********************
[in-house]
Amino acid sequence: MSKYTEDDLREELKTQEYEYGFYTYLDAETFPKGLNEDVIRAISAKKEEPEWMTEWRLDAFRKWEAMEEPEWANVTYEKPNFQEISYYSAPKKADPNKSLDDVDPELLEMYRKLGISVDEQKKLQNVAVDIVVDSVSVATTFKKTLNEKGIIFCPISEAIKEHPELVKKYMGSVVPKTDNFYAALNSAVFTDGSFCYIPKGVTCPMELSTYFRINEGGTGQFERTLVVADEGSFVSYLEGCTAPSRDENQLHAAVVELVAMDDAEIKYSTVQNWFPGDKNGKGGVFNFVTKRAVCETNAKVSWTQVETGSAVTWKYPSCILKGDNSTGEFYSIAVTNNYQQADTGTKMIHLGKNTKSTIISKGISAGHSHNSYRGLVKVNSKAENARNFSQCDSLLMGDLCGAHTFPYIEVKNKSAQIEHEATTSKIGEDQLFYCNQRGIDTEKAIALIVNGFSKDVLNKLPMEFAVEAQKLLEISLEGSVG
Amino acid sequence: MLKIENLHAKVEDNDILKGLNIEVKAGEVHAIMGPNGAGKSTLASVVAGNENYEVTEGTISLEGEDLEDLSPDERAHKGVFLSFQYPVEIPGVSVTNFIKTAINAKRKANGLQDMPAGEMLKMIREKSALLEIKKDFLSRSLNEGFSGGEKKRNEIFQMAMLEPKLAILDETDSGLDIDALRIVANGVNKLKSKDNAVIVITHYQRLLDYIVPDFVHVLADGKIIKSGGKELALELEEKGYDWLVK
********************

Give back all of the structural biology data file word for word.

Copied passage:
[in-house]
Amino acid sequence: MSKYTEDDLREELKTQEYEYGFYTYLDAETFPKGLNEDVIRAISAKKEEPEWMTEWRLDAFRKWEAMEEPEWANVTYEKPNFQEISYYSAPKKADPNKSLDDVDPELLEMYRKLGISVDEQKKLQNVAVDIVVDSVSVATTFKKTLNEKGIIFCPISEAIKEHPELVKKYMGSVVPKTDNFYAALNSAVFTDGSFCYIPKGVTCPMELSTYFRINEGGTGQFERTLVVADEGSFVSYLEGCTAPSRDENQLHAAVVELVAMDDAEIKYSTVQNWFPGDKNGKGGVFNFVTKRAVCETNAKVSWTQVETGSAVTWKYPSCILKGDNSTGEFYSIAVTNNYQQADTGTKMIHLGKNTKSTIISKGISAGHSHNSYRGLVKVNSKAENARNFSQCDSLLMGDLCGAHTFPYIEVKNKSAQIEHEATTSKIGEDQLFYCNQRGIDTEKAIALIVNGFSKDVLNKLPMEFAVEAQKLLEISLEGSVG
Amino acid sequence: MLKIENLHAKVEDNDILKGLNIEVKAGEVHAIMGPNGAGKSTLASVVAGNENYEVTEGTISLEGEDLEDLSPDERAHKGVFLSFQYPVEIPGVSVTNFIKTAINAKRKANGLQDMPAGEMLKMIREKSALLEIKKDFLSRSLNEGFSGGEKKRNEIFQMAMLEPKLAILDETDSGLDIDALRIVANGVNKLKSKDNAVIVITHYQRLLDYIVPDFVHVLADGKIIKSGGKELALELEEKGYDWLVK